• optional: a block, for tighter hamstrings, and a strap, looped around your elbows to keep your arms in place

Prop setup

  1. Neatly stack your blankets toward the top of your mat.
  2. Take the front end of your mat and fold it over your blanket.
  3. Optional: If your hamstrings are tight, place your block behind your mat, above where your head is going to go.


  1. Lie down on your blankets. The back of your head should be on the floor, and the tops of your shoulders should be right at the edge of the blankets.
  2. On an inhale, take your hips and legs overhead, starting in Plough Pose (Halasana). Take a moment here to snuggle your upper arms underneath you, so that you’re high onto your upper arms and shoulders. Please note: If your feet don’t reach the floor, try placing them on your block or see below for a modification at the wall.
  3. Draw your upper arms underneath you, getting as high onto your shoulders as possible. Remember, this pose is called Shoulderstand, not Neckstand.
  4. Bend your elbows and place your palms flat onto your back. Pro tip: It helps to have your palms directly on the skin of your back, as clothing can be slippery.
  5. On an inhale, lift your right leg slowly up to the sky, followed by your left.
  6. Press the backs of your arms into the blankets and reach strongly through your legs.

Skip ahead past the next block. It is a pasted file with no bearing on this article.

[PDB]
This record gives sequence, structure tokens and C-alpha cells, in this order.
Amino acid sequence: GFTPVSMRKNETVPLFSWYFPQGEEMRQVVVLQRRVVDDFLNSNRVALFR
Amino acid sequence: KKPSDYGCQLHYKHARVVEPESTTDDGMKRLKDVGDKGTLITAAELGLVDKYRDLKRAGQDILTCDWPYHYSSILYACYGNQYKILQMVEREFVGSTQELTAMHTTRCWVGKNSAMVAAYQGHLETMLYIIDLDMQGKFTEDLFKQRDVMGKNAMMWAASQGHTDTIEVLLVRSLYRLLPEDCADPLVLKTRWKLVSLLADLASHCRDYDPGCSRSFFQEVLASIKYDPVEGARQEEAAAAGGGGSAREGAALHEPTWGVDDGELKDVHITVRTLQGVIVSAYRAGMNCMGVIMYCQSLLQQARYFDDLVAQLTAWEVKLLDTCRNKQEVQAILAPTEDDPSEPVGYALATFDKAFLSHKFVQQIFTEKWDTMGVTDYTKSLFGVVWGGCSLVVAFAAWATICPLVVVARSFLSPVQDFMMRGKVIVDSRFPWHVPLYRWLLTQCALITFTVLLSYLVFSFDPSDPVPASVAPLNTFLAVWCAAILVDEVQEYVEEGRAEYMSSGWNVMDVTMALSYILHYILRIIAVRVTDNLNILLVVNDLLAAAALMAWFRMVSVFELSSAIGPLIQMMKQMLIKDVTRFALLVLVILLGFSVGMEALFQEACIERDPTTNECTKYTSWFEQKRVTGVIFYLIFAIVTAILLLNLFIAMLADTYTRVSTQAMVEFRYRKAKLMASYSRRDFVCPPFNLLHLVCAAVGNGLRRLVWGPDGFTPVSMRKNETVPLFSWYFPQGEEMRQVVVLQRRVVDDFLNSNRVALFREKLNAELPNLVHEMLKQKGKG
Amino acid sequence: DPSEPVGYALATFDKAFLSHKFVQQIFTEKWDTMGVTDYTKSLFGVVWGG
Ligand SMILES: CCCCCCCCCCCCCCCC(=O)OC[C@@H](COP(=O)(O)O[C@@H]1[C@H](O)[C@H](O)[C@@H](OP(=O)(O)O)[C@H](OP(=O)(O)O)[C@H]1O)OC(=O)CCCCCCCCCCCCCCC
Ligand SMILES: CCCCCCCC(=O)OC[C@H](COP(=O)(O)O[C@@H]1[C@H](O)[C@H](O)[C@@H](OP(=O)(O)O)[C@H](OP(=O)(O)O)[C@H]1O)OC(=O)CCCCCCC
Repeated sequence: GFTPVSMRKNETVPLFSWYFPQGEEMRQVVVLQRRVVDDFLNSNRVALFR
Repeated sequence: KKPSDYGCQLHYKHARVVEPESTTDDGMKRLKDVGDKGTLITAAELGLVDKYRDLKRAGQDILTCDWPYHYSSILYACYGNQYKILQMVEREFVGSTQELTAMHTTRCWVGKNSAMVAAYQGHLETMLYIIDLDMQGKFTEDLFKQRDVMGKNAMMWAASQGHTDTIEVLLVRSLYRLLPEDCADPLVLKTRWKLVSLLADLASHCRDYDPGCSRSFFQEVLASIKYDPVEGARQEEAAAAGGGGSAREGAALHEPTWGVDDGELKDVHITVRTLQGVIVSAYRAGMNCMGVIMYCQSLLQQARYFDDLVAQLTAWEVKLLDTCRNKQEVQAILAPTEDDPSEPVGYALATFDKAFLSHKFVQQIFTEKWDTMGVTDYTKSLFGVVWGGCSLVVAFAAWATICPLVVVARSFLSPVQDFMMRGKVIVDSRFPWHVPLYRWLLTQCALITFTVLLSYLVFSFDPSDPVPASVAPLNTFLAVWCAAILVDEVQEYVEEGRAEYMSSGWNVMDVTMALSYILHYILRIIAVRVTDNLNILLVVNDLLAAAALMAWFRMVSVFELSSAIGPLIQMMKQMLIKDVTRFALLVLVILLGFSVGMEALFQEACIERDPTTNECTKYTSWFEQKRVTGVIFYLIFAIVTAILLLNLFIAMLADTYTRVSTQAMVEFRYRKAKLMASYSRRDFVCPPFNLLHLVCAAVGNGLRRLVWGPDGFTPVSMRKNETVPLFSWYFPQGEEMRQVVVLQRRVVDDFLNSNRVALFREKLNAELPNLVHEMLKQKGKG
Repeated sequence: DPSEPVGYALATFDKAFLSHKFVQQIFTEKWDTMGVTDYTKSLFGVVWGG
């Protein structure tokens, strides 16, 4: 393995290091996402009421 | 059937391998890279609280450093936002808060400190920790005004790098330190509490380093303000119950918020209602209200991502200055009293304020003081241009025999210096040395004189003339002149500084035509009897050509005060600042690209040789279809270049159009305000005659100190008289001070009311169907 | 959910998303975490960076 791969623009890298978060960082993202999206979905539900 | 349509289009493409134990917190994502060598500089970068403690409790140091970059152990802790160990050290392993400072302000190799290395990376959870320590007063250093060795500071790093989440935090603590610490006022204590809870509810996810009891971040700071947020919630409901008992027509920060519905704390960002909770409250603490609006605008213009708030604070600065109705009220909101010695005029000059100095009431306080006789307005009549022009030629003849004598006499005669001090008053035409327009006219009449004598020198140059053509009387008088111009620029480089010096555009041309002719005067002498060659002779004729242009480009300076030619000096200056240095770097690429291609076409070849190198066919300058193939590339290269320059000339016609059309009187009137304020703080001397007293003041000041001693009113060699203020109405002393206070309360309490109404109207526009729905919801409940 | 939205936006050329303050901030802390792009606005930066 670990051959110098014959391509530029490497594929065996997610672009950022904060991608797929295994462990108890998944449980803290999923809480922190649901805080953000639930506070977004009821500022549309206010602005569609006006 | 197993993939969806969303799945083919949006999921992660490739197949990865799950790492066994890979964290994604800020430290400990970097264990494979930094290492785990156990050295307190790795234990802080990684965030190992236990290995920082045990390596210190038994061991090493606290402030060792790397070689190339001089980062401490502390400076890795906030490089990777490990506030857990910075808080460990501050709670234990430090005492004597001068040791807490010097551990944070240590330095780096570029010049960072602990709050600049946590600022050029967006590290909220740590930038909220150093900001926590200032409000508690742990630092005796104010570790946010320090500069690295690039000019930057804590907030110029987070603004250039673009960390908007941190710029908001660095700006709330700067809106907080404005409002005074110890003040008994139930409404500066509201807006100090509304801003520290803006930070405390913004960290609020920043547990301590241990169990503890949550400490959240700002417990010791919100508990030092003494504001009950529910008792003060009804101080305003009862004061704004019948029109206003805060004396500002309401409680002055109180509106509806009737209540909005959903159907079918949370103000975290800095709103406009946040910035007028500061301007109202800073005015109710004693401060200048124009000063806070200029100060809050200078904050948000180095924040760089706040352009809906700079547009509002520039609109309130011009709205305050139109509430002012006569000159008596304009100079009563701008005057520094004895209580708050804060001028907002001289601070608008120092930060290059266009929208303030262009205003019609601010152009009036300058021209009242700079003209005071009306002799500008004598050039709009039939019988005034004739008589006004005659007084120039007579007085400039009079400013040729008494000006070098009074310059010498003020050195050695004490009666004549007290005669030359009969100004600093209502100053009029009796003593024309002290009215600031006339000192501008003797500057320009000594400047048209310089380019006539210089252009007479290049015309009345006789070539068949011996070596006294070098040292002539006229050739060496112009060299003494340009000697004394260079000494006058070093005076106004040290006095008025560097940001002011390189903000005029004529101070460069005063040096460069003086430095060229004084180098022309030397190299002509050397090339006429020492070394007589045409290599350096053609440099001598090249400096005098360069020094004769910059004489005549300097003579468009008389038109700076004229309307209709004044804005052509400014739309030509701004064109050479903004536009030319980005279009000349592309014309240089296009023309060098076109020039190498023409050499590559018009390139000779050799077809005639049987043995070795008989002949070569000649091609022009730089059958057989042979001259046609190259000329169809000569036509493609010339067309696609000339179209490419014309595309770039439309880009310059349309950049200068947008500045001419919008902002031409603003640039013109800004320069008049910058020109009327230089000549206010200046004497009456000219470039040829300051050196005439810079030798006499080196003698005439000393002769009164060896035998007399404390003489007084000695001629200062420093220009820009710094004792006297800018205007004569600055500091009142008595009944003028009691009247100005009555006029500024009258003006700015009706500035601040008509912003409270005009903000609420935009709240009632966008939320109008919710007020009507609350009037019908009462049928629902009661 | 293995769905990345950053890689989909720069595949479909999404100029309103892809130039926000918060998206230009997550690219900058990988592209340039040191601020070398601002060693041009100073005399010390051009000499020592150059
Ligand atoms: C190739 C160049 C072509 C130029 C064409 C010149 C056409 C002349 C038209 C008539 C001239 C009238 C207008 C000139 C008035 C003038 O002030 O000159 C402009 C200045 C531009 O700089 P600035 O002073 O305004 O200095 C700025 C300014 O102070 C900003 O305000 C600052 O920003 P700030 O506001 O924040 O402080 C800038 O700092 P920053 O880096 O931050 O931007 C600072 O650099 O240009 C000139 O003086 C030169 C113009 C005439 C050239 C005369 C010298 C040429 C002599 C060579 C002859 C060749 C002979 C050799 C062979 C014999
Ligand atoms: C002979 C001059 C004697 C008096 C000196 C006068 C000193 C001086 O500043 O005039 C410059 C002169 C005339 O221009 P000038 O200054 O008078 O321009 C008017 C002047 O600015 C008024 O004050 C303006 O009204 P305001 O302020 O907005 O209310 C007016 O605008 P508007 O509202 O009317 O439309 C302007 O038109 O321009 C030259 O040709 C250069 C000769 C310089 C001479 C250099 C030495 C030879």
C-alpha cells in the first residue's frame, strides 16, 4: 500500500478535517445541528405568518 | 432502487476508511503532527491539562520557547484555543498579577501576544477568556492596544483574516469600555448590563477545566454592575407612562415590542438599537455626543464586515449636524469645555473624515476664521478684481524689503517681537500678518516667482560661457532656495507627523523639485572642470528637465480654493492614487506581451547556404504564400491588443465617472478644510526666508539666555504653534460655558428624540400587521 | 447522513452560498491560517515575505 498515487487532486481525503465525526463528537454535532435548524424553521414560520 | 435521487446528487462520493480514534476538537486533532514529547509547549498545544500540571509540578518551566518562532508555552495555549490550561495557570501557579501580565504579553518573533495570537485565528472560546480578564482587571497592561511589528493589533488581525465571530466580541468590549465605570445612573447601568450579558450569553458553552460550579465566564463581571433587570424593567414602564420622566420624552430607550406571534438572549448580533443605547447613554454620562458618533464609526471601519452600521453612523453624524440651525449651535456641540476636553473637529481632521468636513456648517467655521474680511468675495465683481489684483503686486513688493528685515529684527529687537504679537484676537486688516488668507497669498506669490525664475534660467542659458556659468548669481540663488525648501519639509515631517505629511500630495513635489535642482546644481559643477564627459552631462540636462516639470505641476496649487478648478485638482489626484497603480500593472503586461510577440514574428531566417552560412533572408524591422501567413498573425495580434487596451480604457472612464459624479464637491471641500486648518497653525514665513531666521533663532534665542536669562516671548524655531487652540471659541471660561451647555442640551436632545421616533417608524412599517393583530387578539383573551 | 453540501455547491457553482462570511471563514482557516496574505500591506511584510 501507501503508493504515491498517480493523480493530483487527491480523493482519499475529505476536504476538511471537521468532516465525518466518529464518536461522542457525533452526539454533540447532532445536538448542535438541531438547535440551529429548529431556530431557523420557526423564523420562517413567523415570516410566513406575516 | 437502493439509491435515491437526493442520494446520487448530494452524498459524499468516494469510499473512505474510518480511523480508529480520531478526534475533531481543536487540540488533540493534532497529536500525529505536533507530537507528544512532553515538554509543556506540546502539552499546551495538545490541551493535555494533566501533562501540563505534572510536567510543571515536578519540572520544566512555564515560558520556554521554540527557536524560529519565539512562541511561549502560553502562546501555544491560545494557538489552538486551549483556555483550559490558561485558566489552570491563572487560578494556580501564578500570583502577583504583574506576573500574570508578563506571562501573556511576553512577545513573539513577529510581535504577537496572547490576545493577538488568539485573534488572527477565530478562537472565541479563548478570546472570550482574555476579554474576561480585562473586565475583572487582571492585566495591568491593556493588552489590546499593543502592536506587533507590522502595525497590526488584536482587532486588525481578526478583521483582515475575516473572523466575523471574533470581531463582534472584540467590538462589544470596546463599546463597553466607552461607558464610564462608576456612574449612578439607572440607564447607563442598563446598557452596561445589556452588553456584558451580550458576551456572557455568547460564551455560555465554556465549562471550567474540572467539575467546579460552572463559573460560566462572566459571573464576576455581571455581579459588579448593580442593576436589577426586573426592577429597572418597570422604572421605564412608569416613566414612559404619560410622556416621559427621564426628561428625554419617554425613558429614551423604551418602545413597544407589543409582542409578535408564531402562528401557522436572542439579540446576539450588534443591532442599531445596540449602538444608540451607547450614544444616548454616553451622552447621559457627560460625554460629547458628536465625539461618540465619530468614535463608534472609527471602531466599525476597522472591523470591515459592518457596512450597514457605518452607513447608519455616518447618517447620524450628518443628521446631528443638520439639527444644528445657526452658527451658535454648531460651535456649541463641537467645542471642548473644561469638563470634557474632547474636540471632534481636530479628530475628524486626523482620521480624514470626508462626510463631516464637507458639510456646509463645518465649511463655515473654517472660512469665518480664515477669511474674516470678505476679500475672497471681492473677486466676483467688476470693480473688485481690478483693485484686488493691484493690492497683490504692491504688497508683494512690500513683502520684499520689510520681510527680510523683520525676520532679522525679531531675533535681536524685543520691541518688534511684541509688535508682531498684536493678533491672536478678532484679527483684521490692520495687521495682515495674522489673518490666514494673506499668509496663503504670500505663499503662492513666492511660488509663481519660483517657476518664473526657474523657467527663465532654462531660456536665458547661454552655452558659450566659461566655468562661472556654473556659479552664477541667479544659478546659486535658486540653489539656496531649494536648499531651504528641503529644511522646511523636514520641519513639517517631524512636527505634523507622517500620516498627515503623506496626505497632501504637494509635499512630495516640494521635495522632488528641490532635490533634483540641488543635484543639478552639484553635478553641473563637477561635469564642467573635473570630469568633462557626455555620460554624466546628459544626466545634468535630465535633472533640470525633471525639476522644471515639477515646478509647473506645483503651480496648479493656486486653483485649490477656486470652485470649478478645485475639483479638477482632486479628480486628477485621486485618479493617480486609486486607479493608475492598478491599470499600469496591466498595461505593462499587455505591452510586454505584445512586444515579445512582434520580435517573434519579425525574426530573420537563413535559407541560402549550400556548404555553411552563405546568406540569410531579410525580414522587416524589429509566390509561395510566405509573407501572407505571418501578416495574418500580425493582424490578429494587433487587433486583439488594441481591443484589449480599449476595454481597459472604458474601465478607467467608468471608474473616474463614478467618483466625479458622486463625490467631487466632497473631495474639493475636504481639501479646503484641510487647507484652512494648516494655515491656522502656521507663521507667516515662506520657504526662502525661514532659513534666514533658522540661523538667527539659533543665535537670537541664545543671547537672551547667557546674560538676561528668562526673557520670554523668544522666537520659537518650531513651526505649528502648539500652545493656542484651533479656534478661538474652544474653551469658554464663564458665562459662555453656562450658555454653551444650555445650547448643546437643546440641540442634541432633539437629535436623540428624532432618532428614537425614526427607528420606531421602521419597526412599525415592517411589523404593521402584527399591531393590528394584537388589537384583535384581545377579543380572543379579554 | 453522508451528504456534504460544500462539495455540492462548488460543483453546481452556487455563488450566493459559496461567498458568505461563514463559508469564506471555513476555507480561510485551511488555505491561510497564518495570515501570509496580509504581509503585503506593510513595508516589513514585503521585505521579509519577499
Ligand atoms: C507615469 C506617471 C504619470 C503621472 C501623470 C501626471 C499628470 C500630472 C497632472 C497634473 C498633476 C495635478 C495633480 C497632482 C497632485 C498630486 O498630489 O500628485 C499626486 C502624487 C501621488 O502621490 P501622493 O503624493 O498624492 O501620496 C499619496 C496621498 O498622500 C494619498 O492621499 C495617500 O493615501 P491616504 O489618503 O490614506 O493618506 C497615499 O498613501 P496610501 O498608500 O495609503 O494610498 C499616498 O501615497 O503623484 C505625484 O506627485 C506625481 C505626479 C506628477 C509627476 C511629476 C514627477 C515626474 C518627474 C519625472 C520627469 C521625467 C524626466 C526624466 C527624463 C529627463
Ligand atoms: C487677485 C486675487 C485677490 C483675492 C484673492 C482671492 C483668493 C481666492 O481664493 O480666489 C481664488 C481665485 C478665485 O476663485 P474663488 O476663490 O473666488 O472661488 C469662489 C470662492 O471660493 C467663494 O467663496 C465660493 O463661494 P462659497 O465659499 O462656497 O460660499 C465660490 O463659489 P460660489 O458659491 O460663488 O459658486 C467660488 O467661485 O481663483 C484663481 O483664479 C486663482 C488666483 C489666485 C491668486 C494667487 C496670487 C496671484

7. Start with 10 breaths, but over time, try building up to longer holds.

How to come out of Shoulderstand safely

Take your time coming out of the pose. Come down with as much care as you set yourself up with, and don’t rush.

  1. Lower one leg at a time back into Plough Pose.
  2. Remove your hands from your back. Slip out of your strap and grab the edges of your mat. This will help slow your body as you roll out.
  3. Bend your knees, and on an exhale, roll your spine down slowly until your pelvis is on the floor.
  4. Use your belly to control your descent, so your upper body and head don’t pop off the blankets.
  5. It’s always helpful to counter Shoulderstand with a variation of Fish Pose (Matsyasana). An easy way with the blankets is to slide your body headward until your upper back is on the floor above your blankets and your legs are stretched out straight.
  6. Rest here for a few moments before sitting up, or better yet, roll over to one side to come up.

You can still get many of Shoulderstand’s benefits without having to do the entire pose.

Bridge (Setu Bandha Sarvangasana) variation at the wall

Many people have difficulty getting their upper arms underneath them far enough to really stand well on their upper arms.

This variation uses the wall as additional support for the legs, so you’re not entirely weight-bearing on your upper back yet still benefitting from the chest opening.

  1. Take your blanket and mat setup (see above) to the wall and place it 1 foot from the wall.
  2. Lie down with your head away from the wall and sit bones against it.
  3. Bend your knees and place your feet on the wall.